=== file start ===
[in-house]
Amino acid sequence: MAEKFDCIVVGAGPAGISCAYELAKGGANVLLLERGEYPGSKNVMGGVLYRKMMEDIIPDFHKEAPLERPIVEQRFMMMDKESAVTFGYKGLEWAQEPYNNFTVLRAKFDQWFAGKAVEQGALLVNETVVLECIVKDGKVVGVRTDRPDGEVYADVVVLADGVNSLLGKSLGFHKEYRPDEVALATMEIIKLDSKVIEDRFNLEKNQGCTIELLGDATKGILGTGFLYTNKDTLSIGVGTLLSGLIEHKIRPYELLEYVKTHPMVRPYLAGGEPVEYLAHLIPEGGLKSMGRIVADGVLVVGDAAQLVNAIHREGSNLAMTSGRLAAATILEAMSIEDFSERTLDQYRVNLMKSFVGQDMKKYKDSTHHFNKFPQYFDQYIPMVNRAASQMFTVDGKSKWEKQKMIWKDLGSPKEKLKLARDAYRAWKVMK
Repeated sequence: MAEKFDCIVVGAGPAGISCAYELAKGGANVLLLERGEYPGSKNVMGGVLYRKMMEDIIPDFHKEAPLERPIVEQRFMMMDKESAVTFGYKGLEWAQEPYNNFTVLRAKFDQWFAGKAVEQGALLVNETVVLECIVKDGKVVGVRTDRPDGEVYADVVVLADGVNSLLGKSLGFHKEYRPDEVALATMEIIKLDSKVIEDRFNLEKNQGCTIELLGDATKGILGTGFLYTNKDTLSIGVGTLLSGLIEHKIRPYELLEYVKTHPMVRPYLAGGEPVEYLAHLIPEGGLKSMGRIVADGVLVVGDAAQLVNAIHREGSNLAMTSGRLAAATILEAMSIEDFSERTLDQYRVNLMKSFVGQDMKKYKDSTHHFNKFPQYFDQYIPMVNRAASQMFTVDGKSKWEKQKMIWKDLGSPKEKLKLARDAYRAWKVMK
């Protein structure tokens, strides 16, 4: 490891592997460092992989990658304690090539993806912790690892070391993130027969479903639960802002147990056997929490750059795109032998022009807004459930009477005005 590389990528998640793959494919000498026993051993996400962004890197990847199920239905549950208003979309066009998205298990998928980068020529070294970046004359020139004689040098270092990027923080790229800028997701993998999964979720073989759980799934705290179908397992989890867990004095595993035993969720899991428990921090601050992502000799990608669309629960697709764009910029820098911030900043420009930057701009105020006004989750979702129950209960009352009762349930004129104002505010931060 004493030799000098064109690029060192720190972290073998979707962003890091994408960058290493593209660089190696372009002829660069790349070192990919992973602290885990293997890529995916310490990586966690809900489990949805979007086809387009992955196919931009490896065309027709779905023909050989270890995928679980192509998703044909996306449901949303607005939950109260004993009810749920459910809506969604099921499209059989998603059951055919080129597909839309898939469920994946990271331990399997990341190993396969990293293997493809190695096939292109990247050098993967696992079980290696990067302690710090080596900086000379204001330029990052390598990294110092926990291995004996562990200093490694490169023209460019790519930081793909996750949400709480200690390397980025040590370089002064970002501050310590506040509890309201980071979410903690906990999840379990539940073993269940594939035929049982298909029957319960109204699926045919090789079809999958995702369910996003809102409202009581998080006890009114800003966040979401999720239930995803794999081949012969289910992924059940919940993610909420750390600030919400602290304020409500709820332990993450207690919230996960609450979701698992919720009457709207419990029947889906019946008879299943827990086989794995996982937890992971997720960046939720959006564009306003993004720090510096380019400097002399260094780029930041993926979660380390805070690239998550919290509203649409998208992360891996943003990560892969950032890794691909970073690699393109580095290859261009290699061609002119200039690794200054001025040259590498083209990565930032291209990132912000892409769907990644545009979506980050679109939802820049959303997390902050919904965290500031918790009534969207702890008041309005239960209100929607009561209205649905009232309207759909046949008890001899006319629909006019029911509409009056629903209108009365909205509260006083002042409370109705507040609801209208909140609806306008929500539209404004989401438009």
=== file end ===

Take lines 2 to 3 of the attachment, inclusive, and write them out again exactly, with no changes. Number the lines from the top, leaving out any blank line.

Amino acid sequence: MAEKFDCIVVGAGPAGISCAYELAKGGANVLLLERGEYPGSKNVMGGVLYRKMMEDIIPDFHKEAPLERPIVEQRFMMMDKESAVTFGYKGLEWAQEPYNNFTVLRAKFDQWFAGKAVEQGALLVNETVVLECIVKDGKVVGVRTDRPDGEVYADVVVLADGVNSLLGKSLGFHKEYRPDEVALATMEIIKLDSKVIEDRFNLEKNQGCTIELLGDATKGILGTGFLYTNKDTLSIGVGTLLSGLIEHKIRPYELLEYVKTHPMVRPYLAGGEPVEYLAHLIPEGGLKSMGRIVADGVLVVGDAAQLVNAIHREGSNLAMTSGRLAAATILEAMSIEDFSERTLDQYRVNLMKSFVGQDMKKYKDSTHHFNKFPQYFDQYIPMVNRAASQMFTVDGKSKWEKQKMIWKDLGSPKEKLKLARDAYRAWKVMK
Repeated sequence: MAEKFDCIVVGAGPAGISCAYELAKGGANVLLLERGEYPGSKNVMGGVLYRKMMEDIIPDFHKEAPLERPIVEQRFMMMDKESAVTFGYKGLEWAQEPYNNFTVLRAKFDQWFAGKAVEQGALLVNETVVLECIVKDGKVVGVRTDRPDGEVYADVVVLADGVNSLLGKSLGFHKEYRPDEVALATMEIIKLDSKVIEDRFNLEKNQGCTIELLGDATKGILGTGFLYTNKDTLSIGVGTLLSGLIEHKIRPYELLEYVKTHPMVRPYLAGGEPVEYLAHLIPEGGLKSMGRIVADGVLVVGDAAQLVNAIHREGSNLAMTSGRLAAATILEAMSIEDFSERTLDQYRVNLMKSFVGQDMKKYKDSTHHFNKFPQYFDQYIPMVNRAASQMFTVDGKSKWEKQKMIWKDLGSPKEKLKLARDAYRAWKVMK